India aims to have at least 15 per cent of the vehicles on its roads to be electric in five years, an official said, signalling the government's wish to join a long list of countries around the world that are already seeking to cut fossil fuels aggressively.
“If at least 15 per cent comes in the next five years, it will be useful for the country,” Transport Minister Nitin Gadkari said Thursday at a conference organized by the Society of Indian Automobile Manufacturers in New Delhi. “This is a time for the country to think seriously about pollution.”
India has been a laggard in the global race toward electrification of automobiles, with no clear guiding policy unlike China, which has offered hefty subsidies and incentives to promote battery-powered cars in its efforts to reduce dependence on oil imports. Prime Minister Narendra Modi’s administration had earlier expressed ambitions of achieving a target of 30 per cent EVs by 2030.
While cumulative global sales of passenger electric vehicles likely surpassed 4 million last week, with China accounting for more than a third since 2011, India sold an estimated 2,000 EVs last year. EVs may account for about 7 per cent of sales in India by 2030, according to Bloomberg NEF.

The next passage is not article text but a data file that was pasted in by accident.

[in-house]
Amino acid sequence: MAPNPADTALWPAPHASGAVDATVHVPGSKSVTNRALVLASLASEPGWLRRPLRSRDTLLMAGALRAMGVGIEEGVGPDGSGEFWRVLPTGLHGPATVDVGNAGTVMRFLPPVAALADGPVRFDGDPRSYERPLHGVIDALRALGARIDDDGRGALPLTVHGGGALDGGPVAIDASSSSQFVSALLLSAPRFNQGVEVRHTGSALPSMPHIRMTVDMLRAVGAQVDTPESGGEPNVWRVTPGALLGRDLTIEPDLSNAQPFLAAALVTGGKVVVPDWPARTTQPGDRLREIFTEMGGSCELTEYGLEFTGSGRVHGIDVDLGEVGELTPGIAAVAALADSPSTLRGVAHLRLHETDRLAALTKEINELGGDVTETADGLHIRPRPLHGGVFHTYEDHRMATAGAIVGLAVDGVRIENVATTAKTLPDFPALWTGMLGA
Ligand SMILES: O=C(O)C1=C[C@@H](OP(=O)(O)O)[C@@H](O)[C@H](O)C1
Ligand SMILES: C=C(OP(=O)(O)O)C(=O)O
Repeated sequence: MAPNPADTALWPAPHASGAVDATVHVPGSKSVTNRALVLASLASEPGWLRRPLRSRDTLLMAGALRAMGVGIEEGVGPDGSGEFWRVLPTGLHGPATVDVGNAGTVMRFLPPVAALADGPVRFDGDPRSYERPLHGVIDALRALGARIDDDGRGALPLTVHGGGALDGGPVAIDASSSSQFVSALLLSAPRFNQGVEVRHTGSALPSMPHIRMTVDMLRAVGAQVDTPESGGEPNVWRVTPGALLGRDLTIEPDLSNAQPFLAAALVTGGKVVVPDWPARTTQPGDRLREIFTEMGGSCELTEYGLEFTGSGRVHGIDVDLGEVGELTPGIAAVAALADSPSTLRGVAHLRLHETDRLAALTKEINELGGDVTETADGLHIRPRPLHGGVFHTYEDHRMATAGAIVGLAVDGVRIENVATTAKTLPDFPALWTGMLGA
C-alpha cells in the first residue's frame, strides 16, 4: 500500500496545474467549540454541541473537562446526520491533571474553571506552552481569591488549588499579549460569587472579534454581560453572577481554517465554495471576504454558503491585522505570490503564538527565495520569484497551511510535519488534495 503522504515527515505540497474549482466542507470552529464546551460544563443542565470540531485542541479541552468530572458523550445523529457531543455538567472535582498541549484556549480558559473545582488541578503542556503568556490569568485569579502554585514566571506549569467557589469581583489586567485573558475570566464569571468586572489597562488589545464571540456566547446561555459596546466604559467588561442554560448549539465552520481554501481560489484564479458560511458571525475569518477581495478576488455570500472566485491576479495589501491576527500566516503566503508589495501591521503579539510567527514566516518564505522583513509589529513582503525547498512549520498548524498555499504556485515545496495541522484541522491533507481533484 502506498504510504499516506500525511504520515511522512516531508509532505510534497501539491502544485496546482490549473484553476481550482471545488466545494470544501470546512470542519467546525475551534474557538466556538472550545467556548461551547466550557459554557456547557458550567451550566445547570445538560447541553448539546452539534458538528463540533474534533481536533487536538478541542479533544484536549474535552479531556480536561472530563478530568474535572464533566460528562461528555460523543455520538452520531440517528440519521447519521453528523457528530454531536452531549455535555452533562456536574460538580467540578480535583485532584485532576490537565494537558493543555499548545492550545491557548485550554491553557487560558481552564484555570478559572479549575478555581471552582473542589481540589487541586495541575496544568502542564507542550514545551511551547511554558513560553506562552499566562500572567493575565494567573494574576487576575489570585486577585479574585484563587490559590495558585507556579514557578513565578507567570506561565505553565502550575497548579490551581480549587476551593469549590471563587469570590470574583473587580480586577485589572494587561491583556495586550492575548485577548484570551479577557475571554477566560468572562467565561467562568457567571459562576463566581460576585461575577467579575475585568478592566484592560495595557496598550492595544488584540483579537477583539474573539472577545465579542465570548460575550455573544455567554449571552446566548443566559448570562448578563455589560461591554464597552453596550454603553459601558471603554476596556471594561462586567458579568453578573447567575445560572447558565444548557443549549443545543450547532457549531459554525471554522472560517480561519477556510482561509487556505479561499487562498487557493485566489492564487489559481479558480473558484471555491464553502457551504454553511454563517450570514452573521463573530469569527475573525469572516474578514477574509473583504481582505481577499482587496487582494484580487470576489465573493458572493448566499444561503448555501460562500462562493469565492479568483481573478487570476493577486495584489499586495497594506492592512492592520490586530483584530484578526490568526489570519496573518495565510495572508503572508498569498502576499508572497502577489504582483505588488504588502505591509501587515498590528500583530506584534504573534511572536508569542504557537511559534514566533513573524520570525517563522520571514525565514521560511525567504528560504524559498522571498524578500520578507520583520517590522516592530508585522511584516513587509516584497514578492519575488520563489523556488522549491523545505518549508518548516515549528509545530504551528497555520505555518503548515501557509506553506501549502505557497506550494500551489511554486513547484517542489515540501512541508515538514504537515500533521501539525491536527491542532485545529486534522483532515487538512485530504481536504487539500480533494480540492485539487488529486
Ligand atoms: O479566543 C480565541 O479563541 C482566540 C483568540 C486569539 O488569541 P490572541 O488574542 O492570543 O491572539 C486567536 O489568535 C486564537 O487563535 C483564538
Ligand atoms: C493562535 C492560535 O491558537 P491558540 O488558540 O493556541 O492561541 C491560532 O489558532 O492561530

In contrast, China is targeting sales of 7 million new-energy vehicles by 2025, which may account for 15 per cent of the vehicle market by then, according to China Association of Automobile Manufacturers. The Asian giant has offered as much as $7,000 in incentives for an EV with a range of 400 kilometers and above, making the automobile more affordable to customers.
A slew of carmakers including the local units of Hyundai Motor Co. and Suzuki Motor Corp. have announced plans to introduce electric vehicles to the South Asian country as early as next year. Suzuki, which is the market leader, has said it needs to make 1.5 million EVs in the country by 2030 to retain its share of 50 per cent. Ford Motor Co. has signed a pact with local partner Mahindra & Mahindra Ltd. to jointly develop EVs.